Eligibility

Ages Eligible for Study:   18 Years to 55 Years
Genders Eligible for Study:   Both
Accepts Healthy Volunteers:   No
Criteria

Inclusion Criteria:

  1. Currently meets DSM-IV criteria for binge eating disorder (BED);
  2. Is able to provide informed consent and meet study visit requirements; and
  3. Is psychiatrically stable (e.g., no current suicidal or homicidal intent or other psychiatric condition that requires acute intervention).

Exclusion Criteria:

  1. Body mass index (BMI) < 24.9 kg/m^2 (underweight or normal weight) or ≥ 40 kg/m^2 (severely obese);
  2. Postmenopausal;
  3. Age < 18 or > 55 years;
  4. Pregnant, planning on becoming pregnant during the study period, or lactating;
  5. Current psychotropic medication use;
  6. Current use of insulin or other medications to control glucose metabolism;
  7. Current use of medications known to significantly influence appetite or weight [i.e., over-the-counter appetite suppressants that contain phentermine or sibutramine, atypical antipsychotic agents with high weight gain liability (such as olanzapine, risperidone, etc), prednisone, etc.];
  8. Fasting glucose level > 126 mg/dL (indicative of diabetes); and
  9. Creatinine level indicating renal insufficiency (> 1.0 for women; > 1.2 for men).
  Contacts and Locations
Choosing to participate in a study is an important personal decision. Talk with your doctor and family members or friends about deciding to join a study. To learn more about this study, you or your doctor may contact the study research staff using the Contacts provided below. For general information, see Learn About Clinical Studies.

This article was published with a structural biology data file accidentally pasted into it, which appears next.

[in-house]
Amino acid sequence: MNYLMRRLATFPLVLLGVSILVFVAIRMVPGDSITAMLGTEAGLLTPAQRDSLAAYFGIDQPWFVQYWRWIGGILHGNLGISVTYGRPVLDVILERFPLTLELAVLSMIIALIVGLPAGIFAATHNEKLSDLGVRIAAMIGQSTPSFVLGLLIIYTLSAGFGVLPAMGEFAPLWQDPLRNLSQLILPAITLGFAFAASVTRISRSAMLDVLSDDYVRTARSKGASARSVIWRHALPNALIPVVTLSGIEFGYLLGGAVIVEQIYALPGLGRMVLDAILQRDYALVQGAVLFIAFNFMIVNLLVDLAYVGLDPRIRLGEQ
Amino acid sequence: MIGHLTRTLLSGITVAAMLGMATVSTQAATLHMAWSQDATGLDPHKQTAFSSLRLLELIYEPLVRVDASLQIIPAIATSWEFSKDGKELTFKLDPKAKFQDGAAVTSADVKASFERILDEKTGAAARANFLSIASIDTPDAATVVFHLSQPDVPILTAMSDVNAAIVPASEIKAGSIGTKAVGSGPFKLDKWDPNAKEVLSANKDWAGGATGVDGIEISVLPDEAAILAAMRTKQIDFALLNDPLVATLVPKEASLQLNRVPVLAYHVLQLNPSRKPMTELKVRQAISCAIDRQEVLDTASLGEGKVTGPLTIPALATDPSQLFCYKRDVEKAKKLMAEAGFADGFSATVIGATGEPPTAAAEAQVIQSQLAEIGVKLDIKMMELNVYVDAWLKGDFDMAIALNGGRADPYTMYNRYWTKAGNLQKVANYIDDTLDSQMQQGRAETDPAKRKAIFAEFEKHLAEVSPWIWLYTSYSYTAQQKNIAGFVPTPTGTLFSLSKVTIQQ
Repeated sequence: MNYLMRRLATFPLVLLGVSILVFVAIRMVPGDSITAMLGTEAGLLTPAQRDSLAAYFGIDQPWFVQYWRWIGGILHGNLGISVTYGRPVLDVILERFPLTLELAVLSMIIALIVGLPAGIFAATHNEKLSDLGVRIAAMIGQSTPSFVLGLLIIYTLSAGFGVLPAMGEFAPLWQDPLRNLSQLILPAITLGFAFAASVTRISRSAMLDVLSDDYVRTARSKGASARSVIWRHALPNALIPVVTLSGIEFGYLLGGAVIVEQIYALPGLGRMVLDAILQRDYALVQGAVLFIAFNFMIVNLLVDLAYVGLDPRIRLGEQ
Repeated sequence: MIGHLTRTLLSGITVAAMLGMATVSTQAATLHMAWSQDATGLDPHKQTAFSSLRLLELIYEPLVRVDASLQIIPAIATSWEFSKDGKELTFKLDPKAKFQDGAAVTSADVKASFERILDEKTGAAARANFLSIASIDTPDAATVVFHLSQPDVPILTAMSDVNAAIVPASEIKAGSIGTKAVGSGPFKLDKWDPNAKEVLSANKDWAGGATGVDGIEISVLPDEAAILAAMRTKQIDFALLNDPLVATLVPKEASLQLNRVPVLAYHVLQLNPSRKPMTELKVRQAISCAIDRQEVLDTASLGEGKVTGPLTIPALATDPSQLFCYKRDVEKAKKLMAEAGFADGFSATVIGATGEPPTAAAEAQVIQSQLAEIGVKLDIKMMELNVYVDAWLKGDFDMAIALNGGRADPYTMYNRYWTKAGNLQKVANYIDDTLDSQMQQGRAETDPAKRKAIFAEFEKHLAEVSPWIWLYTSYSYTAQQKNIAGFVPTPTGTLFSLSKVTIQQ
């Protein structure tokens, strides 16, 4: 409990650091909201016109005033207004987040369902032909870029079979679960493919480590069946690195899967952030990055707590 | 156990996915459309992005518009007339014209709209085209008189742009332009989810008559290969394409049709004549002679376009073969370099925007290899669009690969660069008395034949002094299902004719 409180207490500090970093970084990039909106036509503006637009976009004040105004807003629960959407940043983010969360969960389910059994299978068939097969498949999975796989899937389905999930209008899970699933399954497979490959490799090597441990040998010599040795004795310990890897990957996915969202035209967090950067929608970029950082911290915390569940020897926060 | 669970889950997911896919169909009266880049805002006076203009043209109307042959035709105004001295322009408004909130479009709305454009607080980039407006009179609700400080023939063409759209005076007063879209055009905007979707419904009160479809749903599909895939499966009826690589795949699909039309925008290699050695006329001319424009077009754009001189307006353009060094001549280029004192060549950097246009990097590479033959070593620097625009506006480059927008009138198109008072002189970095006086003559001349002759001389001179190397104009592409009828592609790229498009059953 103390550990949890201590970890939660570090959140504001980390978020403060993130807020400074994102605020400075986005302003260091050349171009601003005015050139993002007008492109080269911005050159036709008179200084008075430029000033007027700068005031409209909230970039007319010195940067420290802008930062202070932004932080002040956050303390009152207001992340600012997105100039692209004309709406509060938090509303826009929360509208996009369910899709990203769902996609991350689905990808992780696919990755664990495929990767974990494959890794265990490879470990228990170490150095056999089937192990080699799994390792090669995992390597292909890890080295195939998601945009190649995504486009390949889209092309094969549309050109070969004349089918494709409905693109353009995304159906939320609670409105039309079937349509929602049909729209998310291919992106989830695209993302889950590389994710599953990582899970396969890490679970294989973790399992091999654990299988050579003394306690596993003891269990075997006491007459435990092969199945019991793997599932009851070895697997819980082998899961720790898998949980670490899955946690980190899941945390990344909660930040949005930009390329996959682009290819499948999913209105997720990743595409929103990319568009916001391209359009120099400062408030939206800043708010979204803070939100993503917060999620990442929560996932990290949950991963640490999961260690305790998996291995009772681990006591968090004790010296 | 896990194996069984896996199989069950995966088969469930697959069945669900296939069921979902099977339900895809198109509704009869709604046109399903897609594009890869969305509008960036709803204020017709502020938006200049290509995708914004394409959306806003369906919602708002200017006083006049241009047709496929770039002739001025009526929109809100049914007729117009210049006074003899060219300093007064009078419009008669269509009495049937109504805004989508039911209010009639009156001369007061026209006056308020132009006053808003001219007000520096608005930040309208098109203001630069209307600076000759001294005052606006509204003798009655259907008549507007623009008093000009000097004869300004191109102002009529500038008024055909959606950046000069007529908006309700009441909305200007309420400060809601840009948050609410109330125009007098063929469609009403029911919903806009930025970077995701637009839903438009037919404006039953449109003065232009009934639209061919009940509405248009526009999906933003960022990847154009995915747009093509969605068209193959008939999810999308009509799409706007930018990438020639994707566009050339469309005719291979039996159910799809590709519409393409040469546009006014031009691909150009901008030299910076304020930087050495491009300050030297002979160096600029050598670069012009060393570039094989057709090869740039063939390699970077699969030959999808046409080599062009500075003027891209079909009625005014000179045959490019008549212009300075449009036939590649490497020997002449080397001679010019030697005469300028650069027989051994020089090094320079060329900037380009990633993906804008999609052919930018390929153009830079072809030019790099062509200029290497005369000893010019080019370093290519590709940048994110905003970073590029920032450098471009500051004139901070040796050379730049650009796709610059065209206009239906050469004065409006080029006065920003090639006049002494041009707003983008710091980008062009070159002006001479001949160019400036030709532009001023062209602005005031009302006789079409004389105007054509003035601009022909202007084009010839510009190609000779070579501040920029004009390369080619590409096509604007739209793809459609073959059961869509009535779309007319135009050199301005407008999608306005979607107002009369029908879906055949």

Please refer to this study by its ClinicalTrials.gov identifier: NCT00904306

Sponsors and Collaborators
University of North Carolina, Chapel Hill
National Alliance for Research on Schizophrenia and Depression
Investigators
Principal Investigator: Kimberly A Brownley, PhD University of North Carolina, Chapel Hill
  More Information

Publications:
Additional publications automatically indexed to this study by ClinicalTrials.gov Identifier (NCT Number):
Responsible Party: Kimberly Brownley, Assistant Professor, University of North Carolina, Chapel Hill
ClinicalTrials.gov Identifier: NCT00904306     History of Changes
Other Study ID Numbers: 3062-04003, 08-0953 (GCRC #2713)
Study First Received: May 17, 2009
Last Updated: April 2, 2012
Health Authority: United States: Institutional Review Board

Keywords provided by University of North Carolina, Chapel Hill:
binge eating
chromium
mood
glucose
appetite

Additional relevant MeSH terms:
Chromium
Eating Disorders
Binge-Eating Disorder
Bulimia
Disease
Mental Disorders
Hyperphagia
Signs and Symptoms, Digestive
Signs and Symptoms
Pathologic Processes
Picolinic acid
Trace Elements
Micronutrients
Growth Substances
Physiological Effects of Drugs
Pharmacologic Actions
Iron Chelating Agents
Chelating Agents
Sequestering Agents
Molecular Mechanisms of Pharmacological Action

ClinicalTrials.gov processed this record on September 16, 2014